A trio of Colorado’s most recognizable beer industry leaders joined Tuesday’s Brew Talks meetup, hosted at New Belgium Brewing in Fort Collins, Colo., to discuss the state of their industry.
Odell Brewing co-founder Wynne Odell joined Left Hand Brewing co-founder Eric Wallace and New Belgium CEO Christine Perich to address a myriad of issues impacting the U.S. craft landscape, including mergers & acquisitions, the influx of capital in craft, increasing competition and ongoing distribution challenges.
“I think things are shifting around us pretty significantly and I think we’re all trying to get our feet under us and figure out what is the opportunity in it all,” Perich told a crowd of more than 100 industry professionals.
Indeed, the craft category has changed dramatically in the last five years
. Production of craft beer, as defined by the Brewers Association, has more than doubled since 2010, to 24.5 million barrels. At that same time, the number of breweries has also grew from 1,758 in 2010 to more than 4,200 in 2015.
That growth has attracted investments from large international beer companies and private equity firms who view craft as a growing segment rife with opportunity. But it’s also created a number of challenges, as both new and established brands struggle to capture wholesaler, retailer and consumer interest during the most competitive time in the beer’s history.
Here are some of the more notable sound bites from Tuesday’s conversation. Complete video of the talk can be viewed below or on the Brewbound YouTube Channel.
On M&A Activity:
Odell explained why so many craft brewery owners are opting to sell all or parts of their businesses, highlighting the need for capital, access to market as well as a desire for liquidity and succession planning as the driving factors.
“Depending upon what an organization is looking for, they are going to have to take all of those things into account,” she said.
Wallace, meanwhile, recalled a moment in the “90s,” when things got “really, really, nasty and ugly,” and how his company went down the path of employee ownership in order to stay afloat.
“The craft “fad” or micro fad as it was called back then was really not doing much,” he said. “Getting the employees involved early on was really important. Now that everything is booming, and now that we are once again hearing people say ‘I am getting into the business so I can get rich,’ really makes me shiver.”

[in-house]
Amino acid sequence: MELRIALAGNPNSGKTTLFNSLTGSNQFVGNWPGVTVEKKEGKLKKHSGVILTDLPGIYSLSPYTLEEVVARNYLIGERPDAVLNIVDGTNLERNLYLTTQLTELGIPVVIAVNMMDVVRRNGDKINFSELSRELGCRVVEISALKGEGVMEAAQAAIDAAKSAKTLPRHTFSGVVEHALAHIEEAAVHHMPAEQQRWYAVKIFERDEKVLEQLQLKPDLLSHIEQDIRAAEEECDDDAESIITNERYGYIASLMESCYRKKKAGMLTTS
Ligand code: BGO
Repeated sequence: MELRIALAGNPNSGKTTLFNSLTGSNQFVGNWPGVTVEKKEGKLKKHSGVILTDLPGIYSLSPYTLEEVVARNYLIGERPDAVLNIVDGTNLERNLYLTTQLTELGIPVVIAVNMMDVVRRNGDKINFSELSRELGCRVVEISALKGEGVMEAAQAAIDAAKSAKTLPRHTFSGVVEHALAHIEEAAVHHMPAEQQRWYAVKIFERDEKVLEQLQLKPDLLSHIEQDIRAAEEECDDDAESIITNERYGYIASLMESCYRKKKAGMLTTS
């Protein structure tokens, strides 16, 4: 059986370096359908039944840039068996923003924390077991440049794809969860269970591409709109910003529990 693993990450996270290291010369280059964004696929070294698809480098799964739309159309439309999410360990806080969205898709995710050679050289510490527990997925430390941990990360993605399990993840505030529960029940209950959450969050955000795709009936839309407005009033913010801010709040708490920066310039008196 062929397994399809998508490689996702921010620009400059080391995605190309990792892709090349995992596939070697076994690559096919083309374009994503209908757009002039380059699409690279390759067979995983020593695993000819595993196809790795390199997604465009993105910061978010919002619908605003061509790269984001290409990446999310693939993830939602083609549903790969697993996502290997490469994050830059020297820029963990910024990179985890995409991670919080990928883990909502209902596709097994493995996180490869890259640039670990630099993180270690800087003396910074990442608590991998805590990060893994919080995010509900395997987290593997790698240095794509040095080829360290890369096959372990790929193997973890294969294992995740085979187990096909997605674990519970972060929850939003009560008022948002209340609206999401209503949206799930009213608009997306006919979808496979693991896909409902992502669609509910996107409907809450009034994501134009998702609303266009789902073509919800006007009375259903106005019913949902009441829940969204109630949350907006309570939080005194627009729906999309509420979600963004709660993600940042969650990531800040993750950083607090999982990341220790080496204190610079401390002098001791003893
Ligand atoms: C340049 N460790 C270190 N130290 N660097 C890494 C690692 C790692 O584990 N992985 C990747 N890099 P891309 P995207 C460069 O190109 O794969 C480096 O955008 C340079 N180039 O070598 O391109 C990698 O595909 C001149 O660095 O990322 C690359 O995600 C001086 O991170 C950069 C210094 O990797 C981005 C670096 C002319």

For her part, Perich said she wasn’t sure what impact the flood of new capital would have on marketplace dynamics, but expressed some concern over the distribution leverage that newly-acquired craft brands gain when they’re sold to larger entities like A-B InBev or MillerCoors.
“When you look at some of the deals that have been done, you can flip a switch and some of those breweries have access to distribution in a way they didn’t before,” she said.
“I think we’re all waiting for the other shoe to drop and see where things go,” she added.
On Future Transactions:
Odell said she was worried about the “future health” of new companies and the long-term growth potential for private-equity backed brewery businesses.
“I really wonder with some of these transactions if people aren’t just assuming that by having enough money to do whatever they want, they are going to make really solid decisions,” she said. “A lot of them, I believe, are going to go bad.”
Wallace, too, believes that a “second round of reckoning,” is on the way and he wonders who will be “standing there with a big catcher’s mitt,” to buy the private equity-funded rollups.
“Have all of you noticed that there’s more and more of us doing this and that we are all growing as a group but not all of us are growing as quickly as we once did?” Wallace asked.
“If your projections are off, and you have covenants to maintain, and you’ve got venture or family or big brewery capital behind you — they’ve got marching orders for you. It might not become evident in the first year, but it will eventually come to bear because they have to turn that money,” he added.
Perich, however, said it would be a lack of strategy combined with easy access to capital that will force some breweries out of business.
“If you have money and you have no strategy, you just throw things out there,” she said. “I think the people that are going to struggle are the people that don’t have a strong strategy to back it up or they get a little too far out over their skis, they built too much capacity, their projections are not realistic, whatever the case is.”
On Distribution Challenges
The group also explained that an increasing number of SKUs at a time when wholesalers are consolidating is making it more difficult to gain mindshare from distributors and retailers.
“How are distributors going to handle all of the SKUs and all of the breweries?” Perich asked. “How are they going to manage the inventory, the retailer relationships and all of those things? That is the bigger issue for craft breweries.”
So how do you cut through?
“It’s not easy,” said Wallace. “Ultimately, you’ve got to make impact on the marketplace. If you are selling copycat beers, without any reason to exist other than the fact that some other people are selling the same kind of beer, you are going to have a really tough road.”
On the Threat of a Bubble:
Odell and Perich both suggested that a market correction is likely while Wallace, in what is believed to be the first use of a polenta metaphor to describe a bursting craft beer bubble, also said he thinks a shakeout is likely.
“When you are stirring it, and it starts to get really thick and it starts to heave a little bit and bubble up. You don’t get these big bubbles on top. You get these bubbles underneath. It lifts up and goes ‘psssssh.’ I think we are going to see some ‘psssssh.’ It is not going to explode.”